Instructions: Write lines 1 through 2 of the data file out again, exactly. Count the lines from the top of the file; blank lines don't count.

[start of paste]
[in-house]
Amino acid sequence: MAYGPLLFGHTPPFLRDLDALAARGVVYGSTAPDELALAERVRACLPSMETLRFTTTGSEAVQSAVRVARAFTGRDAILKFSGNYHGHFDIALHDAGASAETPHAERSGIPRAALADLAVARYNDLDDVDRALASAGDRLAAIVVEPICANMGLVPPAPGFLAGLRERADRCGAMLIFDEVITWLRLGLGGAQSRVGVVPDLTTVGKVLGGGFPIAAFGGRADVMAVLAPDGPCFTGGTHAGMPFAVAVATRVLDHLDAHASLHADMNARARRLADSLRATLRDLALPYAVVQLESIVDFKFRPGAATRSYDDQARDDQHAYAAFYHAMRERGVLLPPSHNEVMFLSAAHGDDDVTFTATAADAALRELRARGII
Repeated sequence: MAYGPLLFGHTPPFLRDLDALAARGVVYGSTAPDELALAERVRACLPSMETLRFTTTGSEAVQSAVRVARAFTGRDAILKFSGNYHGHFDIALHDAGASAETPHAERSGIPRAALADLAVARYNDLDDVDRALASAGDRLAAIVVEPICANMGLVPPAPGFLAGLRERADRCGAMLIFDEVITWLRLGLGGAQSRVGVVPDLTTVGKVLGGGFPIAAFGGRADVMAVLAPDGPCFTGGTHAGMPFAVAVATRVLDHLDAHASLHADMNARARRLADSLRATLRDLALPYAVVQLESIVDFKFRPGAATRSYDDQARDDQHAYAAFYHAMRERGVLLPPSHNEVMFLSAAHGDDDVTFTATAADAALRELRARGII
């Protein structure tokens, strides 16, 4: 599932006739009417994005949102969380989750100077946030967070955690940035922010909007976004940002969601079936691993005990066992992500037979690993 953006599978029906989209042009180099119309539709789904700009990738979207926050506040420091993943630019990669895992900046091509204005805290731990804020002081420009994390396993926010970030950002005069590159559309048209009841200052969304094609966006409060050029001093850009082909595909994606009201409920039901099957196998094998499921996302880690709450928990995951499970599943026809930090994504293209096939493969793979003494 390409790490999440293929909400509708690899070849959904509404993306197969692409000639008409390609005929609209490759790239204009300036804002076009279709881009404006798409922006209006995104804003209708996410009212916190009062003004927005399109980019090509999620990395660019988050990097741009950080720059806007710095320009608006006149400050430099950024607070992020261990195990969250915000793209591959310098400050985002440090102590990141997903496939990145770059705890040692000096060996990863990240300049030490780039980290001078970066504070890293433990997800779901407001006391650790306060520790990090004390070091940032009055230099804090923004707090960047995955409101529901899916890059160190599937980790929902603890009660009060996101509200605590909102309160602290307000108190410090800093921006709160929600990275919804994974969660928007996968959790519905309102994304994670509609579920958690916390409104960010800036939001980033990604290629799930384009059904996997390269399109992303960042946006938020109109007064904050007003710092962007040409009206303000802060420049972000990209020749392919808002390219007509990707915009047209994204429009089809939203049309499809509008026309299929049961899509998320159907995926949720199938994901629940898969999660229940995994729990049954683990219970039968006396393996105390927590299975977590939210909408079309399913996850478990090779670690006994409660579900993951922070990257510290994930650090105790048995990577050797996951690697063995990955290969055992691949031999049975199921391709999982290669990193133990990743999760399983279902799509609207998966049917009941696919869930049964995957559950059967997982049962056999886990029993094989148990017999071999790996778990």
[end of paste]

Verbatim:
[in-house]
Amino acid sequence: MAYGPLLFGHTPPFLRDLDALAARGVVYGSTAPDELALAERVRACLPSMETLRFTTTGSEAVQSAVRVARAFTGRDAILKFSGNYHGHFDIALHDAGASAETPHAERSGIPRAALADLAVARYNDLDDVDRALASAGDRLAAIVVEPICANMGLVPPAPGFLAGLRERADRCGAMLIFDEVITWLRLGLGGAQSRVGVVPDLTTVGKVLGGGFPIAAFGGRADVMAVLAPDGPCFTGGTHAGMPFAVAVATRVLDHLDAHASLHADMNARARRLADSLRATLRDLALPYAVVQLESIVDFKFRPGAATRSYDDQARDDQHAYAAFYHAMRERGVLLPPSHNEVMFLSAAHGDDDVTFTATAADAALRELRARGII